Calibration, have you been wondering whether or not you and your company need it? What is Calibration anyway? Don't worry, you're not alone. This is without doubt the single most asked question by new customers here at ATP. So here is an explanation in lay terms to help you move forwards and make an informed decision. Calibration in its simplest terms, is a process in which an instrument or piece of equipment’s accuracy is compared with a known and proven standard. There are different types of calibration that conform to different standards. Some types of calibration will also include a service to bring instruments that fall outside of a standard back into alignment.
Do I need my instruments Calibrated?
In today’s industry, more instruments are being used without firstly being checked for traceable accuracy, yet the accuracy of the instrument could be the difference between wasting a whole measurement process, and being correct the first time. The question of if you need it or not is ultimately a decision you and your or your quality auditing team need to decide. There are no set rules in place that govern when an instrument should be calibrated and when it should not. That is of course other than those set by your own Quality Management Systems. If part of your company process involves measurement using any form of instrument then your standards may require that you can prove that the instrument provides accurate readings and can relied be upon to do what it says it does. If this is the case then yearly calibration is common practice and would most certainly be required.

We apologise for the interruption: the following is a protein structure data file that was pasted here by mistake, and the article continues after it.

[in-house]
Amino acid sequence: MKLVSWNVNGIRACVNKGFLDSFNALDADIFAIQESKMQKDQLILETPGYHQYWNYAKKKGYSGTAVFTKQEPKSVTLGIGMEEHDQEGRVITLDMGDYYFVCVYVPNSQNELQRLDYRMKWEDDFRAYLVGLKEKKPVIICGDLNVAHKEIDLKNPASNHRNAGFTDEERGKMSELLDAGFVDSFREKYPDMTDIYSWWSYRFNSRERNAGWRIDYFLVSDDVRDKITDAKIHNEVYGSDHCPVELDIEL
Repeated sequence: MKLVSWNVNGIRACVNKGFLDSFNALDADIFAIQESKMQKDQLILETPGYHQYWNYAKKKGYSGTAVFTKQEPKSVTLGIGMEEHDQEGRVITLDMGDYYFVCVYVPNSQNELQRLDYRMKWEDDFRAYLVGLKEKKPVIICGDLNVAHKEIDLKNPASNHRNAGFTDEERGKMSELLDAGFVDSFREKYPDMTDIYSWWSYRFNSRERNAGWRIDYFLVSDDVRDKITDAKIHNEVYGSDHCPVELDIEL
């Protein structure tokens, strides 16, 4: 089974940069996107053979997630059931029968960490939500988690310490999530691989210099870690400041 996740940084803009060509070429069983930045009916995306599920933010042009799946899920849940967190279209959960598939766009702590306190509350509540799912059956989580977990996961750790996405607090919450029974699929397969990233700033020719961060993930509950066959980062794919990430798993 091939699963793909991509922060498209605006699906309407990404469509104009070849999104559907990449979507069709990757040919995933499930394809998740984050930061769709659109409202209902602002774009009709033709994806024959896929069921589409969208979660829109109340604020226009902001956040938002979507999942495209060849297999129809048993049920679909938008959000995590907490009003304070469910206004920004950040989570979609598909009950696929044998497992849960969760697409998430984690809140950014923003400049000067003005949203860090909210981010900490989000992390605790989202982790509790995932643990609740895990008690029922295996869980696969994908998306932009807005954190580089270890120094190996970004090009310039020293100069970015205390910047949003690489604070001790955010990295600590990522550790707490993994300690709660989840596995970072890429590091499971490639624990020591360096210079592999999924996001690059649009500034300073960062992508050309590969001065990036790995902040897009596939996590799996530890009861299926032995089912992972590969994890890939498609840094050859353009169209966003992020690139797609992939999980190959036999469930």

The International Organisation for Standardisation (ISO)
Whilst no pre-determined standards are enforced. What do exist are a series of standards set forth by the International Organisation for Standardisation (ISO). One such standard is ISO 9001 which outlines principles a management system should follow to ensure customers get consistent, good quality products and services. Many companies choose to apply ISO standards to their own internal management systems and processes.
For example, a company may tailor its management system to follow ISO 9001 and then seek ISO 9001:2015 Certification from a certification body.
Note: The ISO do not provide certification themselves, this must be done through a 3rd party. A company will never be ISO certificated but will be certified to a set standard i.e ISO 9001:2015. The certification body would audit the processes undertaken with reference to ISO 9001:2015.